C. any expectation by the worker that any management action would, or would not, be taken or any decision made to take, or not to take, any management action.
The above Paragraph C is critical in the context of you being asked to attend a meeting with your employer about misconduct or performance issues. If the employer can show that your psychological condition arose wholly or predominately because you expected that management action (such as a meeting, an investigation, or possible termination) might occur, then any WorkCover claim could fail.
To overcome this defence, you need to demonstrate that your psychological injury was actually caused by some management action that was either not taken on reasonable grounds or not taken in a reasonable matter. The definition of “management action”, in the WorkCover context, is broad and for the purposes of this blog relevantly includes:
- appraisal of the worker’s performance;
- counselling of the worker;
- suspension or stand-down of the worker’s employment;
- disciplinary action taken in respect of the worker’s employment;
- demotion, redeployment or retrenchment of the worker;
- dismissal of the worker;
- provision of leave of absence to the worker;
- investigation by the worker’s employer of any alleged misconduct, either of the worker or of any other person relating to the employer’s workforce in which the worker was involved or to which the worker was a witness; or
- communication in connection with an action mention in any of the above paragraphs.
Accordingly, at the relatively early stage of being notified of a requirement to attend a meeting with your employer regarding alleged misconduct or unsatisfactory work performance (and in preparing for the meeting), you might need to show that your employer has acted unreasonably by failing to comply with its own policies, procedures or the relevant Award/Enterprise Agreement in arranging the meeting.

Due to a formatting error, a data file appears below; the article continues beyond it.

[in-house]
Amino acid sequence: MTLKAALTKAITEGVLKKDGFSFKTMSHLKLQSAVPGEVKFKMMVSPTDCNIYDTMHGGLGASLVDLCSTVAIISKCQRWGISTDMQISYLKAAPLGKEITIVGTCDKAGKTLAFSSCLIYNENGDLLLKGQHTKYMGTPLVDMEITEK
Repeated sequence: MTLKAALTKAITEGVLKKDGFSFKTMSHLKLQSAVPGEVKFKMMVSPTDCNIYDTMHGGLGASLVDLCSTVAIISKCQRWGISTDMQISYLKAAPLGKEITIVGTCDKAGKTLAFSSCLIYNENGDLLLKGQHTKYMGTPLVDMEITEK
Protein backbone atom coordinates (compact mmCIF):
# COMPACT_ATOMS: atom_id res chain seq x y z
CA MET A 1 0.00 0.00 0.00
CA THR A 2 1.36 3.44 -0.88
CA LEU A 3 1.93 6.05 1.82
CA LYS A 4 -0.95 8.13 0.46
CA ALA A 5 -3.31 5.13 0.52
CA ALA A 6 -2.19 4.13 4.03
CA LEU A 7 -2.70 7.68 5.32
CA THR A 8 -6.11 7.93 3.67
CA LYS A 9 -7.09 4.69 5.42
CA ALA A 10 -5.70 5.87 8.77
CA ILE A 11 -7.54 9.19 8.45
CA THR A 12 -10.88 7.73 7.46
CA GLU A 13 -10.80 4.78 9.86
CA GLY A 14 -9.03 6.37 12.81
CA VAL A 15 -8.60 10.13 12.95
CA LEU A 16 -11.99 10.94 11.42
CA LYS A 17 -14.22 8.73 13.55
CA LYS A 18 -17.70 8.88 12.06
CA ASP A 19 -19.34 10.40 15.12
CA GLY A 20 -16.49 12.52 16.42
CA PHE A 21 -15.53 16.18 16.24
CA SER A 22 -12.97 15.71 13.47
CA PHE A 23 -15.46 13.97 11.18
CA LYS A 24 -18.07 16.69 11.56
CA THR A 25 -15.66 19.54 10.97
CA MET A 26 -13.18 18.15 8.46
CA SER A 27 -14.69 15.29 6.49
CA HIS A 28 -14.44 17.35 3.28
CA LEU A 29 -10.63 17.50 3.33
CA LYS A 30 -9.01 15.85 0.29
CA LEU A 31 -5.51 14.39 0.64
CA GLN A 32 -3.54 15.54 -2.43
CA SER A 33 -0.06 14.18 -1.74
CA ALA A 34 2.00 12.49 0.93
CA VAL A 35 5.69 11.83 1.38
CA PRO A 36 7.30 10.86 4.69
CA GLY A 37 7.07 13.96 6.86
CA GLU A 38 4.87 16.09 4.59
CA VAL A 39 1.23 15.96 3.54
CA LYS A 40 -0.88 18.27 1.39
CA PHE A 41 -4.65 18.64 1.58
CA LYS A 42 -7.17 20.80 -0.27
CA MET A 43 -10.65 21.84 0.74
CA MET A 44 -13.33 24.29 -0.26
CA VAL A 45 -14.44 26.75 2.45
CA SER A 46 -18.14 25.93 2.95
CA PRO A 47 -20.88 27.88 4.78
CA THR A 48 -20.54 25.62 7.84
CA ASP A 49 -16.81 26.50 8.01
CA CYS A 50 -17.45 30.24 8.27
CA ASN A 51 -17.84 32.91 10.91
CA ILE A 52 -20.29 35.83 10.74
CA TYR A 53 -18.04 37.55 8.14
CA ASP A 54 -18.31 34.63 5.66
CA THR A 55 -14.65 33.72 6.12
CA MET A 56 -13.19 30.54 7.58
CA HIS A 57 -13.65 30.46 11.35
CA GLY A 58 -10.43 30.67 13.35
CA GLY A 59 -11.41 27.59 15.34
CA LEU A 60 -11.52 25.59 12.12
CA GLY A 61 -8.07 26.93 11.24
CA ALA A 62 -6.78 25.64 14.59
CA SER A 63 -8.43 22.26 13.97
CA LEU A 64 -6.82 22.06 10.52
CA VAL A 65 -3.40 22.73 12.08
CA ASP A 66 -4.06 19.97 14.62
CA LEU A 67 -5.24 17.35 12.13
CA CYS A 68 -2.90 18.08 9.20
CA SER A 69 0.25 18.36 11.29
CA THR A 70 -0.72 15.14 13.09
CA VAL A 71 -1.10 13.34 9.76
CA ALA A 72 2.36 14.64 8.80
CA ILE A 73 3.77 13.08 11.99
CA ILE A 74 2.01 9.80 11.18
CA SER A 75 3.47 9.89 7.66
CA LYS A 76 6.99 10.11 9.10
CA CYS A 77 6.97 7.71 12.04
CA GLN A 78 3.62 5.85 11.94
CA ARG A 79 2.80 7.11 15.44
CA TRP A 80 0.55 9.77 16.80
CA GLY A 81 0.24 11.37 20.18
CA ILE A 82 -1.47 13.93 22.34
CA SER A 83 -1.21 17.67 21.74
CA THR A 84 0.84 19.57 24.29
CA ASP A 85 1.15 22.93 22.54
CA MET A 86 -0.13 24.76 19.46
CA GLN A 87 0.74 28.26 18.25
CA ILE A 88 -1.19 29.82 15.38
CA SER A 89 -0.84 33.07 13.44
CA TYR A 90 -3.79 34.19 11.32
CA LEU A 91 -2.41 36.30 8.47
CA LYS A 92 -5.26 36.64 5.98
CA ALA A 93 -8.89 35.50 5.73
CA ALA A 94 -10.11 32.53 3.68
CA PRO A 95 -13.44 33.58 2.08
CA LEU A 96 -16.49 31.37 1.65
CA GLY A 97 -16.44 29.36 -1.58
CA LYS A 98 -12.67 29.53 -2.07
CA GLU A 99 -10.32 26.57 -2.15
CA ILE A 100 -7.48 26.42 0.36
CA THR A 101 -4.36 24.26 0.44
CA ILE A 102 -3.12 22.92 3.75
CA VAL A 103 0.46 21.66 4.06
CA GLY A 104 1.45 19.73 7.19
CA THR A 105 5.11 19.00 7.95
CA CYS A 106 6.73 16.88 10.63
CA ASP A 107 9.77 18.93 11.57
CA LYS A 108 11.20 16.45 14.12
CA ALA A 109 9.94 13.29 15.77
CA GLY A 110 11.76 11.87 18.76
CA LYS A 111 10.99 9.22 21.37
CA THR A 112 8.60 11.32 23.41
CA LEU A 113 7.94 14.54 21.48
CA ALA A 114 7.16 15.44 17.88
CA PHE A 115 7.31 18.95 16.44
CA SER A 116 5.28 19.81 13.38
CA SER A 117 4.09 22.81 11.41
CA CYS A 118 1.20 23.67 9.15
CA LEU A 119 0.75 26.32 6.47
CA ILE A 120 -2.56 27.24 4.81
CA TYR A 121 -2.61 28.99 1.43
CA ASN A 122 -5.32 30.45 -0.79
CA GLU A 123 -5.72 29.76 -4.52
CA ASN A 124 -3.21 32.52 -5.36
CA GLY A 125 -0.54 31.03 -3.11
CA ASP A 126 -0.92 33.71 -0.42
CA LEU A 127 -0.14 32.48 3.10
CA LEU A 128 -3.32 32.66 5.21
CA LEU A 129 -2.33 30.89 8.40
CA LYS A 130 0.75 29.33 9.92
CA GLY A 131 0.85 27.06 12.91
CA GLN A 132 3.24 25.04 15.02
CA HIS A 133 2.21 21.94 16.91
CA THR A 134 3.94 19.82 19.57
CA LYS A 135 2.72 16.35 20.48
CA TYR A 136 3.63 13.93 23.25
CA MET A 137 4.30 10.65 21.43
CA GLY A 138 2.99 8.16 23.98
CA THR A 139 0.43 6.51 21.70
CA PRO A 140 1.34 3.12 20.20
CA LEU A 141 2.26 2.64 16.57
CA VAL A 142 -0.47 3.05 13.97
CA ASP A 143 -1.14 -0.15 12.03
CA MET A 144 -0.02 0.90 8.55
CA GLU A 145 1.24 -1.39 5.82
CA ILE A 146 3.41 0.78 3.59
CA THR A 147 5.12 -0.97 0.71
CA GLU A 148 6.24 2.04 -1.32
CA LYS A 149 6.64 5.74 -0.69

You might achieve this outcome by proving that the employer:
- failed to allow you representation at the forthcoming meeting,
- withheld information from you upon which it subsequently relied,
- skipped over relevant steps or obligations it had under its policies/procedures, or
- pre-judged the outcome of any investigation by failing to interview witnesses that you nominated early whose evidence might have exonerated you or led to a different outcome being reached.
How may an employer defend their position?
While the above defence of the employer is potentially very broad, it is critical to note that at the heart of the defence lies a requirement in most situations for the employer’s “management action” to be taken on reasonable grounds and in a reasonable manner.
Too often we see employers failing to provide a client facing allegations of misconduct or unsatisfactory work performance with even basic information about what the client has allegedly done wrong.
An allegation might be so broad (such as “failing to comply with our standards”) that a client has no hope of being able to understand what allegation they are facing, and even less hope of being able to address the allegation when it is sprung on them at a meeting by the employer.
Also, we see many cases where an employer has concluded that an employee has engaged in misconduct by giving undue weight to the evidence of other witnesses, ignored evidence that was provided by the employee, or withheld information or documents that would have led to a different outcome for the accused employee.
If you have already attended a meeting with an employer regarding alleged misconduct or unsatisfactory work performance, or if your employer has commenced an investigation following the meeting (or indeed already concluded that you have engaged in misconduct or unsatisfactory work performance), we encourage you to seek urgent legal advice from our WorkCover team.